La Niña likely to return to Steamboat Springs | SteamboatToday.com

La Niña likely to return to Steamboat Springs

Expert: Climate event typically means above-average snowfall for Steamboat

The Steamboat Ski Area’s official snow depth measuring stake on Storm Peak shows a record 138 inches on April 4. The 2010-11 ski season was a La Niña year, and climate forecasters are expecting more of the same for this winter.





The Steamboat Ski Area's official snow depth measuring stake on Storm Peak shows a record 138 inches on April 4. The 2010-11 ski season was a La Niña year, and climate forecasters are expecting more of the same for this winter.

By the numbers

Steamboat's deepest winters:

  1. 2007-08: 489 inches*

  2. 1996-97: 448 inches

  3. 1983-84: 448 inches

  4. 1995-96: 441 inches*

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  5. 2010-11: 433 inches*

  6. 2005-06: 432 inches

  7. 1992-93: 416 inches

  8. 2008-09: 405 inches

*La Niña winters

Source: Steamboat Ski and Resort Corp.

— Knock on wood, but one of the major tools used to help predict the abundance of snow in Steamboat Springs boasts some good news for powder hounds.

With 70 to 80 percent certainty, La Niña is expected to return, according to Joe Ramey, a meteorologist and climate expert at the National Weather Service in Grand Junction.

"It's not a given that it will be La Niña, but it's about as strong as we can get," he said. "We had La Niña last year, and it turned out to be a great year for Steamboat."

La Niña occurs when there is cool water in the central and east-central Pacific near the equator. Ramey said it typically results in average to above-average snowfall for Steamboat and less moisture at resorts to the south.

By contrast, El Niño is the result of warmer ocean water, typically resulting in lower moisture levels.

The past two La Niña events resulted in 400-plus inches of snow at Steamboat Ski Area. The ski area broke its snowfall record during La Niña in the 2007-08 ski season with 489 inches of snow. Last season, La Niña occurred again, and the season closed with a 433-inch total.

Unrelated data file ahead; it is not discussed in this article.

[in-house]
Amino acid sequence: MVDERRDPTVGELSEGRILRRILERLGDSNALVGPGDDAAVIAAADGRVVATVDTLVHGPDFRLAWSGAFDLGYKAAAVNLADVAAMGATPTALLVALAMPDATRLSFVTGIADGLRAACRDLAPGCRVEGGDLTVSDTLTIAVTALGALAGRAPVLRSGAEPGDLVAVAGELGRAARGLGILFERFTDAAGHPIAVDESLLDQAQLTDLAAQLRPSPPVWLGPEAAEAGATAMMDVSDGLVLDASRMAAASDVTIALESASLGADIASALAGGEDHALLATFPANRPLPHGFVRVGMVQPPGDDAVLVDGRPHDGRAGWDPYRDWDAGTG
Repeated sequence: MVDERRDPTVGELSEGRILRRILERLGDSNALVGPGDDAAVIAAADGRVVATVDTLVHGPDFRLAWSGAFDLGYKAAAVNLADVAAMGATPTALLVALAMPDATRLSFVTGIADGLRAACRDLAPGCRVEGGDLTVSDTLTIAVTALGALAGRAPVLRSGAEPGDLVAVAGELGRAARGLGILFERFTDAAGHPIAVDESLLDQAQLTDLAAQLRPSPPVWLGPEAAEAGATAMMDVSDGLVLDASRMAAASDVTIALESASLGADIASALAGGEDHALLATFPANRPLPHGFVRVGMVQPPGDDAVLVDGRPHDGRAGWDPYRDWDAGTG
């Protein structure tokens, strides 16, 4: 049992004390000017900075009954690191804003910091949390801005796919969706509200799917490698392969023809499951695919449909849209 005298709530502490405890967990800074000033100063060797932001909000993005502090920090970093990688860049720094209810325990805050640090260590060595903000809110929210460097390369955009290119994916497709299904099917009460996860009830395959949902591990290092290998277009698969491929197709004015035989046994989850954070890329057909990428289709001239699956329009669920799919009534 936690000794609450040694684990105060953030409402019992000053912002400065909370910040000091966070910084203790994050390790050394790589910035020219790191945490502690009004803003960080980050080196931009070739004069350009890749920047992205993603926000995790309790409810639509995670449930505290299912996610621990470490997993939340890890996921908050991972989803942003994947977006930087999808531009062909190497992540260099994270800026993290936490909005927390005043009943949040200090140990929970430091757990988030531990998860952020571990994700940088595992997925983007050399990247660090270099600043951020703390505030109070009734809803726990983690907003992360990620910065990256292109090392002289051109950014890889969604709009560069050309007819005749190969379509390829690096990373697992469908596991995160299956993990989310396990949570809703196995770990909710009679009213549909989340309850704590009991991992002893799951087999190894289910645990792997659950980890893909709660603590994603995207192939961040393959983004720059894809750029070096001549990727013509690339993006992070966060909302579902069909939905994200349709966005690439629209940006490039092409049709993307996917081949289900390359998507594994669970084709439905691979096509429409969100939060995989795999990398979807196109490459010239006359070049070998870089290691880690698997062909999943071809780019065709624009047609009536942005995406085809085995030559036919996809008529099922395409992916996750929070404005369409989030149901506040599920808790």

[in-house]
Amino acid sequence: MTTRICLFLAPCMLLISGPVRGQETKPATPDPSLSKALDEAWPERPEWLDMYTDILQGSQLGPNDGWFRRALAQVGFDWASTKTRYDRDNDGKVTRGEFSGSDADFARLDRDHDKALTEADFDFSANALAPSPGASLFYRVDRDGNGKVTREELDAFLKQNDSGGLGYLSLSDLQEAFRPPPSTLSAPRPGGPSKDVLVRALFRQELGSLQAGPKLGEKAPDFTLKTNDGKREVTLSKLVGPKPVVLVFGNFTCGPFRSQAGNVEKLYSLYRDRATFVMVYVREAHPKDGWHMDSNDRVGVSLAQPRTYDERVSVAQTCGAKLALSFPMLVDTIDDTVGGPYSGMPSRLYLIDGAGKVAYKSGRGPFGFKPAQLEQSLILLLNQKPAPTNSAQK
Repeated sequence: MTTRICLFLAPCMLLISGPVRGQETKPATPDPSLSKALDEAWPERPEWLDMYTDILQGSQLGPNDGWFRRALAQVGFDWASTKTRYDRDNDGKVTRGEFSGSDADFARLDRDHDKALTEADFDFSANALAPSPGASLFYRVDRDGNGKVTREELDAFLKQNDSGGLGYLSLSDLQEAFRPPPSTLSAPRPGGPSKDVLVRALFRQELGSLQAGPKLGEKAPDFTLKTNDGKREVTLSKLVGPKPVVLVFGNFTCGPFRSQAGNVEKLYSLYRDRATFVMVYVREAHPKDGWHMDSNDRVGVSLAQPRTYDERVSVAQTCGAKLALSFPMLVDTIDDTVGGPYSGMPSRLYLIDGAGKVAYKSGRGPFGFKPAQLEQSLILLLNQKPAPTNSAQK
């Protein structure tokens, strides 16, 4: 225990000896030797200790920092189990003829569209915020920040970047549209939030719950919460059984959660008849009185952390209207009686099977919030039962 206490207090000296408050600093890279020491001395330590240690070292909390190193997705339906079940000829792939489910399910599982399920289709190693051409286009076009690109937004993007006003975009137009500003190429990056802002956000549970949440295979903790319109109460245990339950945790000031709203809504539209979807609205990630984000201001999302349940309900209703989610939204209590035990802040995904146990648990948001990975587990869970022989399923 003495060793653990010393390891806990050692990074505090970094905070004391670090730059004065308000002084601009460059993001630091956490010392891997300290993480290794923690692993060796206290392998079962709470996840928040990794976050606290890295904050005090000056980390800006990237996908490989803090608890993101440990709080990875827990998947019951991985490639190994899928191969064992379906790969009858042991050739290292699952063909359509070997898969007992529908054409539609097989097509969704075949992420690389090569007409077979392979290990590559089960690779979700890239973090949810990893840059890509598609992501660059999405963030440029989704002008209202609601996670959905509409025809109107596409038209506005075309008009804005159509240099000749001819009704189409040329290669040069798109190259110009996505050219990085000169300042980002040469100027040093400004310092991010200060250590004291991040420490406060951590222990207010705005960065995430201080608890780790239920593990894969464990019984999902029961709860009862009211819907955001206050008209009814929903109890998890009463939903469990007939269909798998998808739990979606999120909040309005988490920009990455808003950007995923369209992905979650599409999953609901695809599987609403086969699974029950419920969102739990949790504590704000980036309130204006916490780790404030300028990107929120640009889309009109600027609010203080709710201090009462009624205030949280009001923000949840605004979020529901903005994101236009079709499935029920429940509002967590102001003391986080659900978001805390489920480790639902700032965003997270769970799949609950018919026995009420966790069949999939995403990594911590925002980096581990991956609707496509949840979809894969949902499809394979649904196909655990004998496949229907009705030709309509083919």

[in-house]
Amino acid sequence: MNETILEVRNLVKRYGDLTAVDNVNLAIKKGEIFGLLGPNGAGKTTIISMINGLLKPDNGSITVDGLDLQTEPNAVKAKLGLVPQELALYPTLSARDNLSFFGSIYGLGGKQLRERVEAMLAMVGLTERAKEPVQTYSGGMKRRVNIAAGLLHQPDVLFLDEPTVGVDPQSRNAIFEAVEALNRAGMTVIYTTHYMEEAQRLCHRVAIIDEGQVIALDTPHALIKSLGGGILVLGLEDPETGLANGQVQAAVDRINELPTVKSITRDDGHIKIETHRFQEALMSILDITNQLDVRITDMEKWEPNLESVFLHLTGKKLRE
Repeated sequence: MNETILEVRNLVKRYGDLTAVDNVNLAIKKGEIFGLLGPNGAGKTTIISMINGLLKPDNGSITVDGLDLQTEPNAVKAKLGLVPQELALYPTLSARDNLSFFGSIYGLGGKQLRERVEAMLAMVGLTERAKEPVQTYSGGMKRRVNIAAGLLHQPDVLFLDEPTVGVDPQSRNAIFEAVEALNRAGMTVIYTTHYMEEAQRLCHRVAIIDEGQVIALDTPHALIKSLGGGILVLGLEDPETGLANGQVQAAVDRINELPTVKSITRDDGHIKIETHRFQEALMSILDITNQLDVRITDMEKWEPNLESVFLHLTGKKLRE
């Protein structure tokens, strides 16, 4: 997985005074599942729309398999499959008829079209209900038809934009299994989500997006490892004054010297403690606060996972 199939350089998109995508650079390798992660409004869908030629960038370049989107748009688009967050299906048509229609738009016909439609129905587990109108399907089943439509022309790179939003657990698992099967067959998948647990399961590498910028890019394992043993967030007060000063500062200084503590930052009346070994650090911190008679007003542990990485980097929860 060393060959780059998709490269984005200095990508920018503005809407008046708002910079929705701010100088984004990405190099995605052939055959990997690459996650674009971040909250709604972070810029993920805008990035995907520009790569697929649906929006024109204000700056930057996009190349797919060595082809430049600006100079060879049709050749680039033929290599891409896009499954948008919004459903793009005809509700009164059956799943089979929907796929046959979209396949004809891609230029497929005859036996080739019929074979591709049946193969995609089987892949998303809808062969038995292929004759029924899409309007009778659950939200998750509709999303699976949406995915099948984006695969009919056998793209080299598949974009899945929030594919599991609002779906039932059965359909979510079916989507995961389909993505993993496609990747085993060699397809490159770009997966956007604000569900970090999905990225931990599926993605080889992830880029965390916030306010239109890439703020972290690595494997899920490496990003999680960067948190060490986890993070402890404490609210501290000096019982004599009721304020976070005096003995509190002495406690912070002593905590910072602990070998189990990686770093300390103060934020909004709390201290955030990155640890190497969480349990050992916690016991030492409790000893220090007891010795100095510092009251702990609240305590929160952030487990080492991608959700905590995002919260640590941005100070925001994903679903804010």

Ramey said that he is studying back-to-back La Niña events and the effect on snowfall. He said consecutive events have happened seven times since 1950 and that it appears the consecutive event has not typically been as strong. This could result in a near or slightly-above normal snowfall. Ramey's observations are based on in-town snow totals, and historic snow totals at the ski area both support and contradict the theory.

Historic snow totals at the ski area seem to support the theory that an El Niño event can lead to a drier ski season in Steamboat. During the 2009-10 season, 261 inches fell during an El Niño event. In 2004-05, there was 274 inches, 344 inches in 2002-03, 291 inches in 1997-98, 255 inches in 1994-95 and 172 inches in 1991-92. The all-time historical average snowfall at the ski area is 308 inches. The average from the past 20 years is 335 inches.

Steamboat Ski and Resort Corp. spokeswoman Loryn Kasten said that there have been seasons where snowfall was abundant without La Niña but that ski area officials are happy to hear the forecast.

"When people start buzzing about a La Niña year, especially this early, we get caught up in the excitement," Kasten said.

To reach Matt Stensland, call 970-871-4247 or email mstensland@SteamboatToday.com

By the numbers

Steamboat’s deepest winters:

  1. 2007-08: 489 inches*

  2. 1996-97: 448 inches

  3. 1983-84: 448 inches

  4. 1995-96: 441 inches*

  5. 2010-11: 433 inches*

  6. 2005-06: 432 inches

  7. 1992-93: 416 inches

  8. 2008-09: 405 inches

*La Niña winters

Source: Steamboat Ski and Resort Corp.

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